The UGC, in a letter dated 7 October 2020, has released a list of 24 fake universities operating in India. The pheno­menon of degree mills is present in many colleges, which admit tens of thousands of students and without completing the teaching–learning process, deg­rees are awarded to lakhs of students. There are numerous instances where fake degrees were sold in India and students seeking admission in the US, Singapore, and Malaysia or seeking jobs in foreign countries were asked to prove the genuineness of their degrees. In such a vulnerable scenario, it will not be surprising that the UGC guidelines 2022 may lead to the rise of degree mills, which will add to the devaluation of deg­rees. Judith S Eaton and Stamenka Uvalic-Trumbic (2008) note that “Colleges and universities are harmed because their ­legitimate efforts to provide quality higher education are undermined.” It is important to note that ODL/OL providers of higher education in India are hardly accredited, except for the Indira Gandhi National Open Univer­sity (IGNOU). There are recognised providers of ODL/OL by the Distance Education Council. How­ever, students may easily be cheated by unrecognized providers in pursuing two degrees. The job market will be skeptical of degrees and higher education institutions will not be able to judge the worth of such degrees that were simultaneously pursued.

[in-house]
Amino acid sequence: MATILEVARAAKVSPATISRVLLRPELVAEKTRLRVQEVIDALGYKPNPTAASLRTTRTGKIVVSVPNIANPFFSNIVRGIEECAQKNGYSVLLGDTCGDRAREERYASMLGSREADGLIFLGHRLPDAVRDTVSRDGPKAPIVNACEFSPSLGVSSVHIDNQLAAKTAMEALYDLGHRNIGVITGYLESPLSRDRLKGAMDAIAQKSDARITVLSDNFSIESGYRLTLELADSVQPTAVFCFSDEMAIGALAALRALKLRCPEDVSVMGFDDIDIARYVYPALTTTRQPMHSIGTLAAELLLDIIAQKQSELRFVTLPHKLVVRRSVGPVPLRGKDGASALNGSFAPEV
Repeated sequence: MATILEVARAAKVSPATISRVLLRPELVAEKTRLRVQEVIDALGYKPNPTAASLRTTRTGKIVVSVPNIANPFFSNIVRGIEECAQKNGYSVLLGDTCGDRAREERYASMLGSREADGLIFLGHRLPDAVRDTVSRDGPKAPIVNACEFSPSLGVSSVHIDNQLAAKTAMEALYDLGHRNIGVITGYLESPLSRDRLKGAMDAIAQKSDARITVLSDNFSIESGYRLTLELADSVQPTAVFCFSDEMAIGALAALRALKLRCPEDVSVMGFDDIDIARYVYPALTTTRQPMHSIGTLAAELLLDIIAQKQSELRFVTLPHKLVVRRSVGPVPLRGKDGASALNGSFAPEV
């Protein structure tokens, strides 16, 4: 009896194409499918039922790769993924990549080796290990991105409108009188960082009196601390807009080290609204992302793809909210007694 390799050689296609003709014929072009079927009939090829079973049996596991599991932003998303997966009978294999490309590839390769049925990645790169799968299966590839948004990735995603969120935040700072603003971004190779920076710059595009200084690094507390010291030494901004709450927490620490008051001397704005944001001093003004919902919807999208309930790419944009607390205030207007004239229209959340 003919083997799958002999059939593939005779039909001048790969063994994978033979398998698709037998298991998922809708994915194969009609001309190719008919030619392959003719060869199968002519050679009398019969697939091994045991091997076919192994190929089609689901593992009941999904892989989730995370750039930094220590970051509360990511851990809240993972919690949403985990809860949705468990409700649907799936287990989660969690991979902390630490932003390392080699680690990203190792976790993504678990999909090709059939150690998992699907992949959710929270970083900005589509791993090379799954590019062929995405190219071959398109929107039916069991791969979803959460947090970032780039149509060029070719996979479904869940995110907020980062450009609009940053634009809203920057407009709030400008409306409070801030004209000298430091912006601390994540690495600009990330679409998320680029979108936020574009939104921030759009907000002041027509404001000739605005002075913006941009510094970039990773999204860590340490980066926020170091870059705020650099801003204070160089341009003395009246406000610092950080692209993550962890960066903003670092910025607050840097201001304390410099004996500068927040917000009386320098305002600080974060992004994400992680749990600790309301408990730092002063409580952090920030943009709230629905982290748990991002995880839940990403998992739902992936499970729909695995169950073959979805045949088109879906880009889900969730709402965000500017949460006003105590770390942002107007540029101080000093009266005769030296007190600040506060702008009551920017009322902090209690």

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The UGC guidelines 2022 can become a reality only after it is approved by different academic bodies of the university. I hope that responsible academic bodies will consider the potential threats of ­degree devaluation while assessing these guidelines. The academia will be sensitive to the benchmark determined by the UGC of completing 1,080 hours of student engagement in a semester. They will be sensitive to the academic burden imposed on students in pursuing two deg­rees. Hopefully, they will be sensitive to the physical and mental health of students due to the exer­tion of passing out from two simultaneous courses. Learners will be lured to complete two courses, say post-graduation along with BEd, in two years in a hurry to get a job. How­ever, degree devaluation caused by the UGC guidelines 2022 will not help fetch a job or pursue higher studies in India or abroad as they will be looked at with suspicion.

Quality education demands a deep eng­agement of students with teachers, journal articles, books and a supportive environment of peer interaction and critical debates. The public-funded university needs to be supported by the state for quality education as high-quality ­human resources are capable of contributing to nation-building. The purpose of this article was to create more discussions in academia so that a rational decision is taken within universities in the interests of students at large.


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plutus ias daily current affairs 14 May 2022